NEIL LENNON’S future at Celtic will be decided in the next 48 hours.

The Hoops boss is under severe pressure after the club’s abysmal performance in the 2-0 Betfred League Cup collapse against Ross County at Parkhead yesterday.

Celtic had won the silverware for the past four years and it was their first loss in a spectacular sequence of winning domestic Cup-ties that had stretched over THIRTY-FIVE games.

However, that came to an abrupt and shocking halt against the Highlanders as the team toppled out of their third competition in three months with the League Cup exit joining the list of failures that have seen expulsion from the Champions League in September and the Europa League Cup last week with two games still to play.

Scotland’s title kings, who are bidding for a historic TENTH successive crown, are 11 points adrift of Steven Gerrard’s Ibrox outfit although they have two games in hand.

The devastating defeat from the Dingwall side leaves the team with only two wins from their last 10 games in which they have shipped an incredible 23 goals with neither Vasilis Barkas nor Scott Bain impressing.

It makes for depressing reading and crunch talks are expected within the next two days with Celtic due to travel to Italy in midweek for their redundant encounter against AC Milan at the San Siro on Thursday night. which will be followed by a Premiership meeting against St Johnstone in Glasgow on Sunday.

Lennon, though, is in no mood to quit, despite an angry mob gathering outside Celtic Park last night to call for his resignation.

Asked about the fan protest, the Irishman, speaking to the media, answered: “It doesn’t make me feel good, obviously.

“That’s their opinion and it’s been rumbling for a while. But it doesn’t matter what I say or what bravado I put on because it won’t wash.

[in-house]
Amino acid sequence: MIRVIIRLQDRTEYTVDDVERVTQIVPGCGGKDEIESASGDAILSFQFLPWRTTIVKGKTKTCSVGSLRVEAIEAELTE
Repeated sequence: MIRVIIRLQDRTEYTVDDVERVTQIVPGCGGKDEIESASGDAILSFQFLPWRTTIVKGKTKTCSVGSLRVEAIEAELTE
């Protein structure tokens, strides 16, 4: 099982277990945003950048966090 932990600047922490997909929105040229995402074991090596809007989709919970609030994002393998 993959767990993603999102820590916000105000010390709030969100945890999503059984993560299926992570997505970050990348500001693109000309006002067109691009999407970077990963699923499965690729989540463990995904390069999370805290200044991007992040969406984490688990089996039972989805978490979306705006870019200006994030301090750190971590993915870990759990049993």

“Do I still see myself as the man to lead the team? Of course. I believe in myself. I think I should get more time at it, but, if not, then so be it.

“I am not always going to harp on about what I have done in the past.

“We are in the present and I know all about the expectations from the supporters and the board.

“I am falling short of that at the minute, me and my backroom team.

“It’s okay saying: ‘We’re going to turn a corner’. But there is no point just talking about it — we need to do it with our actions and do it soon.

“Otherwise the landscape could change for me very quickly.”

Asked if he anticipated the board making a change, he added: “I can’t answer that. But I spoke to Dermot Desmond and Peter Lawwell on Friday and we want to find solutions to the problems we have.

“On the evidence of today, we are still having those problems.

“I can’t say what decisions the board may or may not make. We are all in it together.

“I hope I’m here to turn things around because that’s what I want to do as quickly as possible. But, obviously, the results don’t help those chances.”


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